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TITLEProsperity of Humankind Study Outline
CONTRIB 1Brett Zamir, comp.
ABSTRACTDetailed outline of this publication.
  1. Introduction
  2. Oneness of Humanity
  3. Justice (including human rights)
  4. Redefinition of human relationships (Consultation)
  5. Expanse of Human Consciousness - Science and Religion
  6. Economics
  7. Power and Authority
(Note: bolding and underlining have been used to quickly capture the topic and/or the most important information. This marking may be especially useful when scanning the outline, for the first time, or upon review, in that it enables one to quickly review the main points and see the structure underlying the text (without needing to reread the whole text again). It may thus enable one to memorize the main points as a preparation for the speech and/or, while giving a speech, to quickly access a main point if one has forgotten it. Some abbreviations such as "int'l" for "international" may have been kept in order to limit the expanse of the visual field and thus ease the burden on one's short-term memory.)

(Though the outline is fairly detailed (though possibly unclear in parts), it attempts to serve its purpose by positioning the text in a more readily viewed and memorizable fashion.)

(Though the outline's content may be somewhat sketchy in parts, it is hoped that the links should make it easier to clarify the intent of the original.)
Prosperity of Humankind

0. Introduction - par 1
A. Peace is now taking on form & substance. (unimaginable a decade ago)
Peace IS clearly possible
(self-defeating to deny - see Promise of World Peace for hope in Bahá'u'lláh's promise of it being possible now as a turning point in history (see Turning Point for all Nations)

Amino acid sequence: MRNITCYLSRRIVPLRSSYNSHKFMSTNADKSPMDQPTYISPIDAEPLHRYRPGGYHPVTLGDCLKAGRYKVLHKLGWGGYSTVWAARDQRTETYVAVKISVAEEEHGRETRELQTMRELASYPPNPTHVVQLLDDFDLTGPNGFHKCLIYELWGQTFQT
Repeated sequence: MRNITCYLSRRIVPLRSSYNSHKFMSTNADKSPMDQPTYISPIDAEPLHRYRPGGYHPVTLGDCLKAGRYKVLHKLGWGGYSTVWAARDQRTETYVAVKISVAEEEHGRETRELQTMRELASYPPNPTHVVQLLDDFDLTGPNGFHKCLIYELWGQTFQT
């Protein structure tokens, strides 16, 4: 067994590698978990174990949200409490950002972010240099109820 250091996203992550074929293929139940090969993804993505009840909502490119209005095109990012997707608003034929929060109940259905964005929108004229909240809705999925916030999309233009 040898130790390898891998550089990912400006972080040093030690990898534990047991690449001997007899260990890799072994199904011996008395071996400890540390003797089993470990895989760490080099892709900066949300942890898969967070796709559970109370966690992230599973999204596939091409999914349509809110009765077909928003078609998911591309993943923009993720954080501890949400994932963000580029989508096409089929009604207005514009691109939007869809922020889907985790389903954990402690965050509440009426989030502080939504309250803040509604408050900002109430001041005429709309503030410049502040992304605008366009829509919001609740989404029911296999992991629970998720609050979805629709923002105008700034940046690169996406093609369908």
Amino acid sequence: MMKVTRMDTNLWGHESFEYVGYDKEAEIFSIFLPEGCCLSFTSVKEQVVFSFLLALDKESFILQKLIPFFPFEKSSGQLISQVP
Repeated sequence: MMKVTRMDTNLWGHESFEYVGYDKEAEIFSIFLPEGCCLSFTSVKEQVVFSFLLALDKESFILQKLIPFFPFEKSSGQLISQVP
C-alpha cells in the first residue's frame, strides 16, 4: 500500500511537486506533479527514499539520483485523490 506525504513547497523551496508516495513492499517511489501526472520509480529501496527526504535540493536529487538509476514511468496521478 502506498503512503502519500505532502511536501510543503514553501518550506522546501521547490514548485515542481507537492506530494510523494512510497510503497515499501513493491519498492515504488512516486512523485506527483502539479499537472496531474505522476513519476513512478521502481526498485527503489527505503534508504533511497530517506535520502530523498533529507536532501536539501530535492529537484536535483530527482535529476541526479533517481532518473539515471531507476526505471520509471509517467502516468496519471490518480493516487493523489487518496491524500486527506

1. Seemingly immovable obstacles to consultation and unified int'l action have collapsed.
a. Apparently irreconcilable conflicts have surrendered to consultation and resolution processes.

b. A willingness to counter military aggression through unified int'l action is emerging.
2. This is occuring to an extent unimaginable a decade ago.

3. This has awakened a nearly extinguished hopefulness about our planet's future.
a. This is true for both the masses and world leaders.

B. The building energies must be harnessed to remove the remaining barriers.

1. Immense intellectual and spiritual energies are seeking expression throughout the world.

2. These energies are building pressure in direct proportion to the frustrations of recent decades.
a. The signs multiply everywhere that the earth's peoples yearn for an end to conflict and to the suffering and ruin from which no land is any longer immune.
3. We need to harness these energies against aggression and suffering/ruin to remove remaining barriers to global peace.

C. However, this requires a new holistic vision suited to the change of times.

1. It is not adequate to merely appeal for action against the countless ills afflicting society.

2. This requires a vision in the fullest sense of human prosperity: